This fortress may be old, but it is in excellent condition! Nine towers are out of the original 14, but the area around it still looks like it belongs to an older time. The site is large, and many buildings will give you a window to the past. Located in Sighisoara, this should definitely be on your visit list.

Cantacuzino Castle

Romanian Castle - Cantacuzino castle entrance. Located in Busteni, Romania

Cantacuzino Castle these days is a museum, and it is a very popular one at that.

You will find many heirlooms and nods to the important Cantacuzino family, and you can see paintings of them on the walls if you want a more visual take on it all. The castle was built in 1911 and is in Neo-Romanian style.

The castle belonged to the family until 1948. The architecture is stunning in style, for sure.

Enisala Fortress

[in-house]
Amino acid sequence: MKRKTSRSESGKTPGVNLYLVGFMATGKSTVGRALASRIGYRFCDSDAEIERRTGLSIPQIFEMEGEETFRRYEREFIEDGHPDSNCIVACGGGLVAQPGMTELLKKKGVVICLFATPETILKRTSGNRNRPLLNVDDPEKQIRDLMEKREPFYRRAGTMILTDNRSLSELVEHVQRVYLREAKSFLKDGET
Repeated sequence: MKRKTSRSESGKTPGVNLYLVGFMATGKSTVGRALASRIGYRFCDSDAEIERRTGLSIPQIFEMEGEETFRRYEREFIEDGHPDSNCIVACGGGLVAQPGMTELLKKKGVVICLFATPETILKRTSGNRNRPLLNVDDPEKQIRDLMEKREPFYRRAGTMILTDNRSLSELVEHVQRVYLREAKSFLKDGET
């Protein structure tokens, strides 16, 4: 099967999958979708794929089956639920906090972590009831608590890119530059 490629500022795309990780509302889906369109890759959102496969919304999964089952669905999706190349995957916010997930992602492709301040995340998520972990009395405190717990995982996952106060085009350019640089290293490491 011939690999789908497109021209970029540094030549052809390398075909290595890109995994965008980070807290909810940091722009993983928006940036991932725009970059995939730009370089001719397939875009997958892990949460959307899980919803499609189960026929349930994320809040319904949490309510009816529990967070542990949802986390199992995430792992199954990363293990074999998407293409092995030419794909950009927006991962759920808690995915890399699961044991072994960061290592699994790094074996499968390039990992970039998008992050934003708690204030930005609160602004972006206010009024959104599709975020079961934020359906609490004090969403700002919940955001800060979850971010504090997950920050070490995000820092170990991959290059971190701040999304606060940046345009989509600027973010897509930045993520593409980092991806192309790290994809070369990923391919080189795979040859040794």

Overlooking the Black Sea, you’ll find Enisala Fortress in south-eastern Romania. The stunning views from this fortress and it gave troops a great view to check out possible invasions in the past. 

While most of the fortress is in ruins, the five towers remain from the original building date in the 14th century. 

Of course, Romania isn’t all about castles, but how can you ignore them when they’re so old and beautiful? Did we miss a castle? Let us know below.

Chasing the Donkey - Balkan travel blog includes affiliate links. If you decide to make a purchase through these links, we receive a commission without any additional cost to you. We appreciate your support helping to keep this site free. Find our disclaimer & privacy policy here.


Leave a Reply

Your email address will not be published. Required fields are marked *

This site uses Akismet to reduce spam. Learn how your comment data is processed.